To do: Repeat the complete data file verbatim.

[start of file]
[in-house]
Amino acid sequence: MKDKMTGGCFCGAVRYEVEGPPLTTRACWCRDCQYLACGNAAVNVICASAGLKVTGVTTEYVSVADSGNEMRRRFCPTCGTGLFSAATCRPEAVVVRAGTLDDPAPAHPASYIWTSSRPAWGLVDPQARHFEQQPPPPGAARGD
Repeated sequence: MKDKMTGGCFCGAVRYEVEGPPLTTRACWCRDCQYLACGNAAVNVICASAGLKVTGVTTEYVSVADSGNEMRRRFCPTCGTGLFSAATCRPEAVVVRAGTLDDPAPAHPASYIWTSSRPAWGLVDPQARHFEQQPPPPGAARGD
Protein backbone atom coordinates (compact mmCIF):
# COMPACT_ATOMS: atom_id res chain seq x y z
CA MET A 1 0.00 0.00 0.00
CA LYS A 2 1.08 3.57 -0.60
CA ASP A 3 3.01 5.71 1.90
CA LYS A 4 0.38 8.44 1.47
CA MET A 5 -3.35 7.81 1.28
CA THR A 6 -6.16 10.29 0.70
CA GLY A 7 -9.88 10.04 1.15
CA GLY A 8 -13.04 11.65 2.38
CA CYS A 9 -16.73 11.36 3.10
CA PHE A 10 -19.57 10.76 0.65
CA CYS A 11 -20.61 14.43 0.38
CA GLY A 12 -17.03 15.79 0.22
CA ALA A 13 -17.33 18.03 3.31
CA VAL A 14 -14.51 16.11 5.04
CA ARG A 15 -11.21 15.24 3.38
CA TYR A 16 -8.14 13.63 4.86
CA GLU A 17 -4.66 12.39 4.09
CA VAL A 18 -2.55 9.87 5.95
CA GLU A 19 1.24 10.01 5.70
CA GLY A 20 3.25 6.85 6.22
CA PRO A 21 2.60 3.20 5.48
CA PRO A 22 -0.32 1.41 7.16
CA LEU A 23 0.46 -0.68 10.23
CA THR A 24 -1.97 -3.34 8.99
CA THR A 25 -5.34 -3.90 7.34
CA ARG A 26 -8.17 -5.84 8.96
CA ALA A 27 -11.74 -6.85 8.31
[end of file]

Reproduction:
[in-house]
Amino acid sequence: MKDKMTGGCFCGAVRYEVEGPPLTTRACWCRDCQYLACGNAAVNVICASAGLKVTGVTTEYVSVADSGNEMRRRFCPTCGTGLFSAATCRPEAVVVRAGTLDDPAPAHPASYIWTSSRPAWGLVDPQARHFEQQPPPPGAARGD
Repeated sequence: MKDKMTGGCFCGAVRYEVEGPPLTTRACWCRDCQYLACGNAAVNVICASAGLKVTGVTTEYVSVADSGNEMRRRFCPTCGTGLFSAATCRPEAVVVRAGTLDDPAPAHPASYIWTSSRPAWGLVDPQARHFEQQPPPPGAARGD
Protein backbone atom coordinates (compact mmCIF):
# COMPACT_ATOMS: atom_id res chain seq x y z
CA MET A 1 0.00 0.00 0.00
CA LYS A 2 1.08 3.57 -0.60
CA ASP A 3 3.01 5.71 1.90
CA LYS A 4 0.38 8.44 1.47
CA MET A 5 -3.35 7.81 1.28
CA THR A 6 -6.16 10.29 0.70
CA GLY A 7 -9.88 10.04 1.15
CA GLY A 8 -13.04 11.65 2.38
CA CYS A 9 -16.73 11.36 3.10
CA PHE A 10 -19.57 10.76 0.65
CA CYS A 11 -20.61 14.43 0.38
CA GLY A 12 -17.03 15.79 0.22
CA ALA A 13 -17.33 18.03 3.31
CA VAL A 14 -14.51 16.11 5.04
CA ARG A 15 -11.21 15.24 3.38
CA TYR A 16 -8.14 13.63 4.86
CA GLU A 17 -4.66 12.39 4.09
CA VAL A 18 -2.55 9.87 5.95
CA GLU A 19 1.24 10.01 5.70
CA GLY A 20 3.25 6.85 6.22
CA PRO A 21 2.60 3.20 5.48
CA PRO A 22 -0.32 1.41 7.16
CA LEU A 23 0.46 -0.68 10.23
CA THR A 24 -1.97 -3.34 8.99
CA THR A 25 -5.34 -3.90 7.34
CA ARG A 26 -8.17 -5.84 8.96
CA ALA A 27 -11.74 -6.85 8.31